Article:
‘Paid’ does not solve the real problem of military service

‘Paid’ does not solve the real problem of military service

Finally, it’s over. We have come to the end of a journey we have been enduring for years.

The chapter on paid exemption from military service has been closed, an issue that stemmed from irregularities of the military service issue. We have been discussing it for years. Each time, the political power demanded it, the General Staff objected and the same debate started all over again.

The Justice and Development Party (AKP) managed to stop this course and solved the issue “for now.”

I have used the term “for now” in particular because the real problem is still valid. You will see, after a while, the same debate will restart, maybe in different forms.

The reason for this is compulsory military service.

Today, there are three to four different systems of serving. There are different applications. They all start with: “Military service is a national duty.” Recent arrangements introduced according to each segment’s needs create confusion. You will see, in this course of events, soon we will be again discussing the professional army because it is the compulsory service that causes the uneasiness. The Turkish public is going through a change. In accordance with this change, military service has to be reviewed.

The way to this is a professional army.

Christian minority prolongs Assad’s power

Turkey is seen as the country to change government in Syria by the international public. However much we reject this role, this tag nevertheless has been glued to us. We are seen as if we are responsible. Also Ankara has adopted the tag. It is gearing up its efforts to topple Bashar al-Assad as soon as possible. The president, prime minister and even the foreign minister issue harsh statements almost every day. They drag their old friend through the mud. Hitting Assad has become a daily exercise. Foreign policies are explained, trying to be justified, sanctions are mentioned and military scenarios are being discussed.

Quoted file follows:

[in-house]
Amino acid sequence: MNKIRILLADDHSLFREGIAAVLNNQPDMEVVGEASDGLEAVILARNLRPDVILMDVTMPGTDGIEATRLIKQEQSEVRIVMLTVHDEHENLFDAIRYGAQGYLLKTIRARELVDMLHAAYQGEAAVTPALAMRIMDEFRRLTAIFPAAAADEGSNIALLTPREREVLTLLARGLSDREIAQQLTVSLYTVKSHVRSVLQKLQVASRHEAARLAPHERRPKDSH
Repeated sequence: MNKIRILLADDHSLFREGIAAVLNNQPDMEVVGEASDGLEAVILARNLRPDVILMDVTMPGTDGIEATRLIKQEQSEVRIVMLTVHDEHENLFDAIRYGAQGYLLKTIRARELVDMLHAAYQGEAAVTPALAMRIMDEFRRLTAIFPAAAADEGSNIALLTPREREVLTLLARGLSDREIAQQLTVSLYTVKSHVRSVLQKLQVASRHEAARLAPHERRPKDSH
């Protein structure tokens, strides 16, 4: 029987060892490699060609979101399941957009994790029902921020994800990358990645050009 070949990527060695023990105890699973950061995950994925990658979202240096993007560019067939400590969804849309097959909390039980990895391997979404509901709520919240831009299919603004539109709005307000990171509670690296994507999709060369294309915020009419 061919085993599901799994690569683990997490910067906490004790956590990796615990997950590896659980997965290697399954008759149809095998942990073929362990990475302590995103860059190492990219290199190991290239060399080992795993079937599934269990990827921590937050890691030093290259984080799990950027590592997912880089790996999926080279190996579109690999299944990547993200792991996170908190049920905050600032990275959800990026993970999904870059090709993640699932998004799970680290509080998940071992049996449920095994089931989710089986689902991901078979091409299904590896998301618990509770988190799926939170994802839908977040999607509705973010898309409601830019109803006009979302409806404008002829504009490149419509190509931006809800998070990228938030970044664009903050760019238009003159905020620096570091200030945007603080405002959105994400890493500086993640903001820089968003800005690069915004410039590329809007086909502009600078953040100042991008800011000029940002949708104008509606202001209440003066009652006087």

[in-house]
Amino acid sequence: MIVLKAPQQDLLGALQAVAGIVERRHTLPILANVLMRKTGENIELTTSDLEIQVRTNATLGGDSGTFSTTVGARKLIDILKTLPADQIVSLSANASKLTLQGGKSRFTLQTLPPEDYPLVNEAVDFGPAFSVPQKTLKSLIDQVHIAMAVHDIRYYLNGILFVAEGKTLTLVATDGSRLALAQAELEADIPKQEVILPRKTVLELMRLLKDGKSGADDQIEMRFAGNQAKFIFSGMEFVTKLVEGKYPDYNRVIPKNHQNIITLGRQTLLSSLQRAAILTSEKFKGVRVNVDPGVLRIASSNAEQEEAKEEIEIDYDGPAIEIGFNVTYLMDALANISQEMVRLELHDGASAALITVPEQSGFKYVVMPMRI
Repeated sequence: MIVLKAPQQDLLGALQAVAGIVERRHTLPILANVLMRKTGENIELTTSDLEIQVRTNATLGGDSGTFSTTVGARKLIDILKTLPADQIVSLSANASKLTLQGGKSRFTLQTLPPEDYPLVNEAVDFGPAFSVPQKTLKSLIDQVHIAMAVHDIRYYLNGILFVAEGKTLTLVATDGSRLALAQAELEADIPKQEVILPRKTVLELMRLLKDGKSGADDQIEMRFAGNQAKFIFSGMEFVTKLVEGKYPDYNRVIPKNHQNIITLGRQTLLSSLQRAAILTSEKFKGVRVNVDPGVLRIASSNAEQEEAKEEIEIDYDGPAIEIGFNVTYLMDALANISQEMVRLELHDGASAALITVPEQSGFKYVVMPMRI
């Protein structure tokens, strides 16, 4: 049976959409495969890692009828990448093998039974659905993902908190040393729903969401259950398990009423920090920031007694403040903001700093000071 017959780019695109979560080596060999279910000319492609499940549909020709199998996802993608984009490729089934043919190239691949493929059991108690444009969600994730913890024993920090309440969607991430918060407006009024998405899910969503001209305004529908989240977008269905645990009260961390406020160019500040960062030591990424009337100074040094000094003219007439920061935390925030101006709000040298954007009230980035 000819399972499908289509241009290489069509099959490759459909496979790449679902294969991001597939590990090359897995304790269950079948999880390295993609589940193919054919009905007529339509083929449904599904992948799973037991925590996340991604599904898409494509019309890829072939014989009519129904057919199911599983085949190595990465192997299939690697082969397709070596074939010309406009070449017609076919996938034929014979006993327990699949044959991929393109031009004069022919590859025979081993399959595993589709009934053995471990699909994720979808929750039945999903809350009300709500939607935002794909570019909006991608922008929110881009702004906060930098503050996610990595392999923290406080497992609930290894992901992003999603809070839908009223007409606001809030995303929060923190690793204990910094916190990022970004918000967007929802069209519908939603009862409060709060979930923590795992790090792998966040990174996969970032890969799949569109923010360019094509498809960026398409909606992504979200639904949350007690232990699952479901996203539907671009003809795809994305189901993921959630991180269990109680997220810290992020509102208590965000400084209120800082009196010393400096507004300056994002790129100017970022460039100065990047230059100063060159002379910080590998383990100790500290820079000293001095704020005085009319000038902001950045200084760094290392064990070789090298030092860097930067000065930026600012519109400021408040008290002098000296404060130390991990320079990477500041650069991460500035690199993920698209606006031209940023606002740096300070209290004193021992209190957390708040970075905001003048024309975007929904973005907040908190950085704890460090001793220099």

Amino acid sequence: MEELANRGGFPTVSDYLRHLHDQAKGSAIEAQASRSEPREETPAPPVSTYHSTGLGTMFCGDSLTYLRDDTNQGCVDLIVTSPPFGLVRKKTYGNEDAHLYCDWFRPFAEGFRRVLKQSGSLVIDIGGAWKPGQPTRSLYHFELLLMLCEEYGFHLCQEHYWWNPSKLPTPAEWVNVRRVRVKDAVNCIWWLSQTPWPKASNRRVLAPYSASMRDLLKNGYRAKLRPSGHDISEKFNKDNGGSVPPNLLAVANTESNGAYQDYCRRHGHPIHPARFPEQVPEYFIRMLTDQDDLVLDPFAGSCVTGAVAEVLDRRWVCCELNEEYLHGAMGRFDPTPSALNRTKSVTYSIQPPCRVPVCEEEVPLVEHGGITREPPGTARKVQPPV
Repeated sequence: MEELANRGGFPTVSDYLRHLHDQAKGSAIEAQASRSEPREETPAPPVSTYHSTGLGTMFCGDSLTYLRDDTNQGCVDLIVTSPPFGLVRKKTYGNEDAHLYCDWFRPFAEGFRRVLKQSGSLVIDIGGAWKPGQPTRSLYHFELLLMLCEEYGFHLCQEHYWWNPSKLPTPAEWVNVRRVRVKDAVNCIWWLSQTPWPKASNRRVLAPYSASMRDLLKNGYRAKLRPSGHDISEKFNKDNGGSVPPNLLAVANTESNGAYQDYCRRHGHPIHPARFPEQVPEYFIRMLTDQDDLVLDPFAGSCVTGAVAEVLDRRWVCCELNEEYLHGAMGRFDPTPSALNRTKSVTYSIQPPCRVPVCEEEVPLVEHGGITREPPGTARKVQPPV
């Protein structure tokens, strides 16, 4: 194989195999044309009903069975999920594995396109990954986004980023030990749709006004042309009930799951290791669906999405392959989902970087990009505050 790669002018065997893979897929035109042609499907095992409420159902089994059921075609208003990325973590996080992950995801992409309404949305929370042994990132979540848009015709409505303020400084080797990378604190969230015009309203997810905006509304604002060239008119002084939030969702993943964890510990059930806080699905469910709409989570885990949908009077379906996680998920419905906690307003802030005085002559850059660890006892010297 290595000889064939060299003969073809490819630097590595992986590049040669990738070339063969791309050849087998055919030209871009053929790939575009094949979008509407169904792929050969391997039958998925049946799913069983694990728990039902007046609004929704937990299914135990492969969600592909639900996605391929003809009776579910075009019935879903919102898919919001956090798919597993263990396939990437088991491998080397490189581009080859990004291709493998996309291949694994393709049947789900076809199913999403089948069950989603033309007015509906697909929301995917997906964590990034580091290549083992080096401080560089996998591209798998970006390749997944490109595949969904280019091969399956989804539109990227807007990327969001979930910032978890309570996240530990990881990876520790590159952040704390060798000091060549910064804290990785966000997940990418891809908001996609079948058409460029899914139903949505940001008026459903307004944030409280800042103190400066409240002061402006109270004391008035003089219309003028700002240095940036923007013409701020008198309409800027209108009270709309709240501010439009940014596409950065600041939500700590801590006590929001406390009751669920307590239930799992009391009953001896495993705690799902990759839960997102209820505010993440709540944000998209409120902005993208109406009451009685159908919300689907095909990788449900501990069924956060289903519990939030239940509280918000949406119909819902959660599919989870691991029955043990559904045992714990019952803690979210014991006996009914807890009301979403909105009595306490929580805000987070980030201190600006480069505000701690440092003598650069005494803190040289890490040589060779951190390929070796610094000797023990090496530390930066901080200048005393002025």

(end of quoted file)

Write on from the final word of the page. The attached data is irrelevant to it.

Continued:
However, there is no movement in the Assad power. Neither is there a drop in its public support. Despite all efforts, the Syrian regime remains standing. It neither pays attention to the decisions of the Arab League nor trips over salvos coming from Ankara.

Nowadays, when you ask Turkey’s foreign policy strategists: “You have been working to topple Assad for months. When do you assume he will leave power?” you always receive the same answer: “We were expecting it to fall earlier, but the government powers have clamped together. Our new estimate ranges between six months to two years.”

Well, what has happened to make the Assad regime so resilient? The latest information reveals a very interesting situation.

The biggest support to Syria comes from Iran. It provides daily and concrete support. Russia’s and China’s political support for the Damascus administration in the U.N. Security Council is also extremely important.

The most important factor that slows down, even postpones, international pressures stems from the 2.5 million person Christian minority that makes up 10 percent of the population. The biggest fear of this group is that extreme Islamists will come to power after Assad and disrupt all the comfort enjoyed by the Christian segment. For this reason, they fiercely support the Baath Party and the power structure. This too eases Assad’s life and increases his resistance.

This stance of the Christian minority affects Europe and the United States. For this reason, the shyness of the West continues, which Prime Minister Erdoğan frequently complains about. The Christian world cannot increase its pressure because they cannot predict the after-Assad era. Similarly, Israel is also shy. Washington has thrown the ball into Turkey’s court.

This situation bothers Ankara. It warns the opposition and points to the dangers after Assad. The opposing powers have not reached a definite decision yet.

These are the most important elements that complicate Ankara’s business.